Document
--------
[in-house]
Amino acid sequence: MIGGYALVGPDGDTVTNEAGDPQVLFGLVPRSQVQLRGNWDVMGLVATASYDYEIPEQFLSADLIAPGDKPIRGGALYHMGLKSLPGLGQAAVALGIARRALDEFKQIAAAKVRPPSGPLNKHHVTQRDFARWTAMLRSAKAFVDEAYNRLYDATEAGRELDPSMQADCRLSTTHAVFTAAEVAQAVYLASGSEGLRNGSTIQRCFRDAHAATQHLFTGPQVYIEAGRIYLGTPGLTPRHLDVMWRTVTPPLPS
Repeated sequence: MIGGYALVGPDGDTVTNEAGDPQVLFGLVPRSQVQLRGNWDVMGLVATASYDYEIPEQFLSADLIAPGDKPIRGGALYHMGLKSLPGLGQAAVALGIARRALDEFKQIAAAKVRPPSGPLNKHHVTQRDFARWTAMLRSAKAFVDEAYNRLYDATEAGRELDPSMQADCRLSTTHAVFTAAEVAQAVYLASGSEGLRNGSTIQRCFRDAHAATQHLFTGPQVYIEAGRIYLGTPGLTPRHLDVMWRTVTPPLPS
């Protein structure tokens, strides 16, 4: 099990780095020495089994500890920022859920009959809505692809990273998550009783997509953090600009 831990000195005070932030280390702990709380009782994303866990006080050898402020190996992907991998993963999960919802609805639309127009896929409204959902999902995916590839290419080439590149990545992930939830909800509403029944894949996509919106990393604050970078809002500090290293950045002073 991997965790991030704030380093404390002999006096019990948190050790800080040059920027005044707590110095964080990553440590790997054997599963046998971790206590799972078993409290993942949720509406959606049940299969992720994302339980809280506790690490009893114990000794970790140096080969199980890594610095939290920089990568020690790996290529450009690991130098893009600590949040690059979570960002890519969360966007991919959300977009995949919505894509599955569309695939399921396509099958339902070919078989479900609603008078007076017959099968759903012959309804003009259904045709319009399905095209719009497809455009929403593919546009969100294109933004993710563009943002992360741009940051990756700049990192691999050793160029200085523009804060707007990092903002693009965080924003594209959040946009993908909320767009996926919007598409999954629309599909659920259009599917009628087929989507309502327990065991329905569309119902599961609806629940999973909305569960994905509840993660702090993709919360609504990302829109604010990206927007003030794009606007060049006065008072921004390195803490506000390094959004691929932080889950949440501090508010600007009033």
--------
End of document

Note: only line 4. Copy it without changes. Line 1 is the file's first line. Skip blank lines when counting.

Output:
């Protein structure tokens, strides 16, 4: 099990780095020495089994500890920022859920009959809505692809990273998550009783997509953090600009 831990000195005070932030280390702990709380009782994303866990006080050898402020190996992907991998993963999960919802609805639309127009896929409204959902999902995916590839290419080439590149990545992930939830909800509403029944894949996509919106990393604050970078809002500090290293950045002073 991997965790991030704030380093404390002999006096019990948190050790800080040059920027005044707590110095964080990553440590790997054997599963046998971790206590799972078993409290993942949720509406959606049940299969992720994302339980809280506790690490009893114990000794970790140096080969199980890594610095939290920089990568020690790996290529450009690991130098893009600590949040690059979570960002890519969360966007991919959300977009995949919505894509599955569309695939399921396509099958339902070919078989479900609603008078007076017959099968759903012959309804003009259904045709319009399905095209719009497809455009929403593919546009969100294109933004993710563009943002992360741009940051990756700049990192691999050793160029200085523009804060707007990092903002693009965080924003594209959040946009993908909320767009996926919007598409999954629309599909659920259009599917009628087929989507309502327990065991329905569309119902599961609806629940999973909305569960994905509840993660702090993709919360609504990302829109604010990206927007003030794009606007060049006065008072921004390195803490506000390094959004691929932080889950949440501090508010600007009033």